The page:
Throughout the 50s and 60s, there had been various attempts to recapture the grit and honesty of country but it was the Outlaw Movement, in the mid 1970s, spearheaded by the Texas duo of Willie Nelson and Waylon Jennings, which really managed to restore something of the original maverick and rebel spirit to the music.

In the 1980s new blood came in the form of the so-called New Traditionalist Movement. A series of offbeat country artists issued new albums that had a freshness of approach and honesty unknown since the heyday of honky tonk. Record companies scrabbled to sign dozens of handsome, young, new country artists; a phenomenon sometimes tagged "white hat country".

The most exciting movement of recent years, Alt. Country (alternative country) is committed to a back-to-basics, anti-corporate approach. In particular, alt. country artists see their spiritual forefathers as hardcore country artists; like Hank Williams and Johnny Cash; who have rebelled against sanitized but popular music in the past.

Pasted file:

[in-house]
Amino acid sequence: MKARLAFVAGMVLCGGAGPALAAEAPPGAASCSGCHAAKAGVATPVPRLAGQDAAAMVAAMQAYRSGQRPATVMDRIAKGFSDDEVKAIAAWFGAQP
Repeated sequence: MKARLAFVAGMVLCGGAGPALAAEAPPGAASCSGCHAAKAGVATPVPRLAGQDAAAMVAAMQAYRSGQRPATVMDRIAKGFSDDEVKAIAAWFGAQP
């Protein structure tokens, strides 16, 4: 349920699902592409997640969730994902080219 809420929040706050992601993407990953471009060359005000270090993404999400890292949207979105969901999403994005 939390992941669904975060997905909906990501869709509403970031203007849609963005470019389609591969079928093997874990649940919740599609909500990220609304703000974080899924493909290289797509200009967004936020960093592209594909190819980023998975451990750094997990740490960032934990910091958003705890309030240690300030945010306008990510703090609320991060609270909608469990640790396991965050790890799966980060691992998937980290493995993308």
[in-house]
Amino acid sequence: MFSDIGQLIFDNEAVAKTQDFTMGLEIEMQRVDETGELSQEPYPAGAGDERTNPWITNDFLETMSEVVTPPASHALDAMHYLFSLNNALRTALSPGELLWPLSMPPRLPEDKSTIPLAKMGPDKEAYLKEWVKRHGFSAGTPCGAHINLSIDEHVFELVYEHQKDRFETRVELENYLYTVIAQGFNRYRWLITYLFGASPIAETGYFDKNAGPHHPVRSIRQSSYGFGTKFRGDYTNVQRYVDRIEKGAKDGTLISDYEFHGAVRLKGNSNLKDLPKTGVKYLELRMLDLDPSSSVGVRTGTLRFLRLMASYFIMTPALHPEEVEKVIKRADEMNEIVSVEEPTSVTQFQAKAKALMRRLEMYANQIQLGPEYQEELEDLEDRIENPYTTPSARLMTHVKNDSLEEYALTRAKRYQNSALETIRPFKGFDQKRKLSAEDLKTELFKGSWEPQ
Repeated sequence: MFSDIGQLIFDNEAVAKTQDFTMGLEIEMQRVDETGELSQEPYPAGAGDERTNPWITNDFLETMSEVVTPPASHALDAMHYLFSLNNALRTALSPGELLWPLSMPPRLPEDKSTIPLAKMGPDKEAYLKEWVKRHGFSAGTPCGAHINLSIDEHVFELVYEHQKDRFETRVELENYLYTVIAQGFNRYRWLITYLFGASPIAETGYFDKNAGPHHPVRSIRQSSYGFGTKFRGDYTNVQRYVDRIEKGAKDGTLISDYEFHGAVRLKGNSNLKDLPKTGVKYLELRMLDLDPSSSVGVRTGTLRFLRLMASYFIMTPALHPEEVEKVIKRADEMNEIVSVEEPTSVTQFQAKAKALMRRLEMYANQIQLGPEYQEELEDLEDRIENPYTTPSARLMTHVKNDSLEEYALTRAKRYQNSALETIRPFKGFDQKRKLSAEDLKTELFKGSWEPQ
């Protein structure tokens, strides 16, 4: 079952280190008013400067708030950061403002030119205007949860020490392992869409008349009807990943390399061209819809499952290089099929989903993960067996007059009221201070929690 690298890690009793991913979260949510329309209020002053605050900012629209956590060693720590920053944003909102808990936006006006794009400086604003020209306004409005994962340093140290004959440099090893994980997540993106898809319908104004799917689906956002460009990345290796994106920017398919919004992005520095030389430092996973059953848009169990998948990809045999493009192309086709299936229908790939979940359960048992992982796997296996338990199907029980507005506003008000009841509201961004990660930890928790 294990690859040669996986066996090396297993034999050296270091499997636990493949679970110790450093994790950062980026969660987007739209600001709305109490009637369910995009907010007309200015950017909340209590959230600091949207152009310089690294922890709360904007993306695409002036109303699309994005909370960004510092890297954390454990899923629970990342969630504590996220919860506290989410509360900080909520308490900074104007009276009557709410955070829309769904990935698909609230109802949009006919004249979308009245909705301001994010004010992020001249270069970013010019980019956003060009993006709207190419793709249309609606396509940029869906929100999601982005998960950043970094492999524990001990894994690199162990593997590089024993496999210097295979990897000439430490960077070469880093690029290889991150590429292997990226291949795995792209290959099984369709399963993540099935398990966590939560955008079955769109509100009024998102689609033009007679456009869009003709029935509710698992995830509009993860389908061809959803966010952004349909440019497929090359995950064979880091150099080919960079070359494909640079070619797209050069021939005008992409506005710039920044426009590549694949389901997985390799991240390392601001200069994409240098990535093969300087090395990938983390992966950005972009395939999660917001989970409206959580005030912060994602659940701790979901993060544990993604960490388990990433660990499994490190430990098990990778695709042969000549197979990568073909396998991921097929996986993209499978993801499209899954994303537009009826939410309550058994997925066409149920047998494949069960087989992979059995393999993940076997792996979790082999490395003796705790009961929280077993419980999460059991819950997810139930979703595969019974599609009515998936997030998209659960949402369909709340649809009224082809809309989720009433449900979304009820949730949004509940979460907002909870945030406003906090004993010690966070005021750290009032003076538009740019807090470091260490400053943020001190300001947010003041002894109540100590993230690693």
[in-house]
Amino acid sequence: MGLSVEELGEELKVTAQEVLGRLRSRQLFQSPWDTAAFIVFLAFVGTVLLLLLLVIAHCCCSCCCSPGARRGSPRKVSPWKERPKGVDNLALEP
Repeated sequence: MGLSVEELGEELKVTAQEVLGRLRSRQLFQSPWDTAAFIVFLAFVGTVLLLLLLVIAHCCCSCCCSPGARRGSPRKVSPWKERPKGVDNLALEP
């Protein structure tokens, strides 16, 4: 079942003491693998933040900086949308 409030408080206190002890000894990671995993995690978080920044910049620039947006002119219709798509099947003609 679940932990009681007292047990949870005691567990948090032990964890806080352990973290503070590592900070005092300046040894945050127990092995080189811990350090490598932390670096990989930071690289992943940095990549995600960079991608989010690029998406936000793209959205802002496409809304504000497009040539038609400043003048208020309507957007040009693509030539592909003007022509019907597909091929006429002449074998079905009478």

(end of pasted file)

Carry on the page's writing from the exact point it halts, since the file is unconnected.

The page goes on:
The first million selling record by a country female artist was Patsy Montana's, "I Wanna Be A Cowboy's Sweetheart" in 1935. She became a country institution, giving Female Country Artists their first new solo style; one that would be adopted by many women singers in the 1940s and 1950s. But it would be artists like honky tonker Jean Shepard and Patsy Cline, one of the greatest country pop stylists of the Nashville Sound era, who really opened things up for women.

The biggest impact of women performers though came in the 1960s with the arrival of Dolly Parton, Tammy Wynette and Loretta Lynn. Loretta Lynn was the Hillbilly Feminist, a honky tonk-rooted artist not afraid to write songs like, "Don't Come Home-a-Drinkin' With Lovin' On Your Mind" and "Your Squaw Is On The Warpath." Tammy Wynette is country music for many people. She sang about women wronged but also about staying with those men doing the wronging.

Note: This title comes on two discs.